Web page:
Most targeted interventions are men-centric which deny women drug abusers equal medical treatment, says Nukshinaro, vice-president of NGO Nagaland Users’ Network
Kohima: As Nagaland observed International Day Against Drug Abuse and Illicit Trafficking 2019 on Wednesday, Nukshinaro, the vice-president of NGO Nagaland Users’ Network, took the stage in Kohima to express the dire need of "specific intervention" for women drug users.
At an event organised by the Kripa Foundation, Nukshinaro recalled how she was introduced to drugs during her first year in pre-university and how she continues to fight against rejection saying: "Life is not easy as a drug user, especially if you are a woman, and because there are a lot of stigma and discrimination attached to it, life is worse if you are a woman".
She narrated how she experienced the inequality even within her family as her male cousins who used drugs were sent to rehabilitation centres and counselling, while she was "beaten up and locked up" in her room, although gradually she had overcome the use of drugs through the support of her family and friends.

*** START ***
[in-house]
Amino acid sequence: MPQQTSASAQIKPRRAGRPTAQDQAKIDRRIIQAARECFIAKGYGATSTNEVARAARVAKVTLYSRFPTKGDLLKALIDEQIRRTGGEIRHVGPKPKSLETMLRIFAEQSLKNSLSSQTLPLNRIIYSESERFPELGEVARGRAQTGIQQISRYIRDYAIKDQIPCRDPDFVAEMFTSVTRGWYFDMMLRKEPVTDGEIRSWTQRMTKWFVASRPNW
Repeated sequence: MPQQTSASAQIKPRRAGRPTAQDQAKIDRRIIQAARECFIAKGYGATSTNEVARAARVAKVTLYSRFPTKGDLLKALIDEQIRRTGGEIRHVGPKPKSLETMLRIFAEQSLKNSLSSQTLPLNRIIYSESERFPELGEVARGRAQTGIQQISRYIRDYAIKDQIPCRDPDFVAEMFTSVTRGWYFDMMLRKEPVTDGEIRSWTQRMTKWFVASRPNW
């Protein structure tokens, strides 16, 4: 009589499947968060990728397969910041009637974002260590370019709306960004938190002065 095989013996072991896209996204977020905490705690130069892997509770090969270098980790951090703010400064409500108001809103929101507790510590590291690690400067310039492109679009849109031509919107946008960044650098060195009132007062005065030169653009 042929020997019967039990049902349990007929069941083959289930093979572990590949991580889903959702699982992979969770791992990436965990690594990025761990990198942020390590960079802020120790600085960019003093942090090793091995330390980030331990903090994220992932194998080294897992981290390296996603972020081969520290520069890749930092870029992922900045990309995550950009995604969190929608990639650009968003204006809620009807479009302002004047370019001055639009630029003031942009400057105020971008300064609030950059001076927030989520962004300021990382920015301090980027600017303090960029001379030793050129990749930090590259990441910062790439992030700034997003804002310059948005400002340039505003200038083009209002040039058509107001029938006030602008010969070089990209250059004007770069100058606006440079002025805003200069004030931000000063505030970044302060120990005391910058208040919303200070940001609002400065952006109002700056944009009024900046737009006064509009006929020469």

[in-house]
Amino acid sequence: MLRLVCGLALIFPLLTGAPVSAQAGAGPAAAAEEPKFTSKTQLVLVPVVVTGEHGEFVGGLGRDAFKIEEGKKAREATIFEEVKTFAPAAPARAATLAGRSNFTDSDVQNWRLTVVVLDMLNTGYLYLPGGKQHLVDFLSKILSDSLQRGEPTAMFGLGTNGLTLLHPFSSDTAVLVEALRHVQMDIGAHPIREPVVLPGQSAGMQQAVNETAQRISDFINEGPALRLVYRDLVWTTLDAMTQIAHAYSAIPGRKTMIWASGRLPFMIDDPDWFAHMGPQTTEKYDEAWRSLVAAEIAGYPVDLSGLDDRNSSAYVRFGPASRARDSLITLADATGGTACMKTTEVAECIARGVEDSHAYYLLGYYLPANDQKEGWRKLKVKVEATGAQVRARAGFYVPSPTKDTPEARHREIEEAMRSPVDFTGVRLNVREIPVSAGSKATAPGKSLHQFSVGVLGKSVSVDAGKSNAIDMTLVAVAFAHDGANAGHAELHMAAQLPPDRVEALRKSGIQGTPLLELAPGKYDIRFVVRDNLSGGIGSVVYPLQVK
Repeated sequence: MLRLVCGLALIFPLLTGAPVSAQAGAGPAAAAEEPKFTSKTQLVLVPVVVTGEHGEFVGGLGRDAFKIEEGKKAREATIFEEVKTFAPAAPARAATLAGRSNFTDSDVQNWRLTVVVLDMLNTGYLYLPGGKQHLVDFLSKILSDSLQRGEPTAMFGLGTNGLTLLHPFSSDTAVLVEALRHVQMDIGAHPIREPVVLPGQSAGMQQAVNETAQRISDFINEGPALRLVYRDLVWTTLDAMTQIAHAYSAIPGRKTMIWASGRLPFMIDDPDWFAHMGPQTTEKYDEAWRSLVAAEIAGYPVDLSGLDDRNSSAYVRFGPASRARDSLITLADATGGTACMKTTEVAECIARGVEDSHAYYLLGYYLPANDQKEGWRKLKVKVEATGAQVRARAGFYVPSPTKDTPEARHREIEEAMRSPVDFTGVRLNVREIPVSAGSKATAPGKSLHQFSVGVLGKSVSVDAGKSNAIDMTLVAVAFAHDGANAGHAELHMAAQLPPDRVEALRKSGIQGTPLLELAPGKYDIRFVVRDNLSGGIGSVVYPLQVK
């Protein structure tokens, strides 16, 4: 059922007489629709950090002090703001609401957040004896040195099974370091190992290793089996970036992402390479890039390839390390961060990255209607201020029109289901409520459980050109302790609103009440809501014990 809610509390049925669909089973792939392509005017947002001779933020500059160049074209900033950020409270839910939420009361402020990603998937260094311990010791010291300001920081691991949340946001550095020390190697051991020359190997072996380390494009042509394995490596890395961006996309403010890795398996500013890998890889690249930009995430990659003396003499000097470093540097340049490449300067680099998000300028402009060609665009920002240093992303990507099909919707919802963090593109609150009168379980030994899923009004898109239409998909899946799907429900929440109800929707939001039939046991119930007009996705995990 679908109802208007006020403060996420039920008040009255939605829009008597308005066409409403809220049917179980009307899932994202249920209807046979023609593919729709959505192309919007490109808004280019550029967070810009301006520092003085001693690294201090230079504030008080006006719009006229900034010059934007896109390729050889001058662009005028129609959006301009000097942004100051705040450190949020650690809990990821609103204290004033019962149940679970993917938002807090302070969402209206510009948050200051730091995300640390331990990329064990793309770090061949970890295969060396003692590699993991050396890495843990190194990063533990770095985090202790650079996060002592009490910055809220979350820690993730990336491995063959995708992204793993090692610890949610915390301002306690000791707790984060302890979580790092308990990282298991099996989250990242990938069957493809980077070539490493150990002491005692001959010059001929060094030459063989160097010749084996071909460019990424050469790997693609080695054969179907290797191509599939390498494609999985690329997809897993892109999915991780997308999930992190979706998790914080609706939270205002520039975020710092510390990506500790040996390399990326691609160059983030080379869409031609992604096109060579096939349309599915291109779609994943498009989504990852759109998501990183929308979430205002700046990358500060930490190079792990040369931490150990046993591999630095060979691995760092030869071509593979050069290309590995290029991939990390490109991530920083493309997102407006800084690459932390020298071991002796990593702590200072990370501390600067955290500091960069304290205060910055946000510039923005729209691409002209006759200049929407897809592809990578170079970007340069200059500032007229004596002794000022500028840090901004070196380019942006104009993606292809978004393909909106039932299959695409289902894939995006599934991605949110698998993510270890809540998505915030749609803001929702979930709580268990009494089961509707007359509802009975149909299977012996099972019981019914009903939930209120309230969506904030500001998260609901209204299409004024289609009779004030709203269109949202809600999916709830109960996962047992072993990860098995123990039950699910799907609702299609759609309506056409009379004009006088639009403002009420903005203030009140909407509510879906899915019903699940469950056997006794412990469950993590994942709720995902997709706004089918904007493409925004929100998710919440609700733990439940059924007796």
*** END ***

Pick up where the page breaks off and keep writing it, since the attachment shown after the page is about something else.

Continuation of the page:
With her share of experience, she advocated for a need to provide "specific intervention" for women drug users, especially on "sexual reproduction and health issues". She stated that specific needs for women are denied by the central government and therefore appeals the state government for intervention.
Questioning as to why women are denied treatments such as ARV (antiretroviral drugs are used in an attempt to control HIV infection), Nukshinaro, who is also a representative at the Network of Nagaland Drugs and AIDs Organisation (N-NAGADAO) pondered if it is justifiable to deny women their rights to equal treatment.
Further, she highlighted that women were "raped in jails" and were forced to abort, just because they were women drug users.
As a person living with HIV, she recalled how she began to openly reveal her status six months after testing positive, but how it had taken her almost eight years to reveal that she was a drug user.
With hardly any women leaders from the drug using community, she envisions a "holistic approach" which will eventually bring women on the forefront. She emotionally questioned as to why women were deprived of a second chance in life, while men with similar drug-using history, can live a normal life once again.
Meanwhile, the Kripa Foundation, N-NAGADAO, Kohima and Nagaland Users' Network had jointly submitted a memorandum to the governor PB Acharya, who was also the special guest at the event, seeking budgetary allocations from the government to provide a holistic approach towards substance prevention.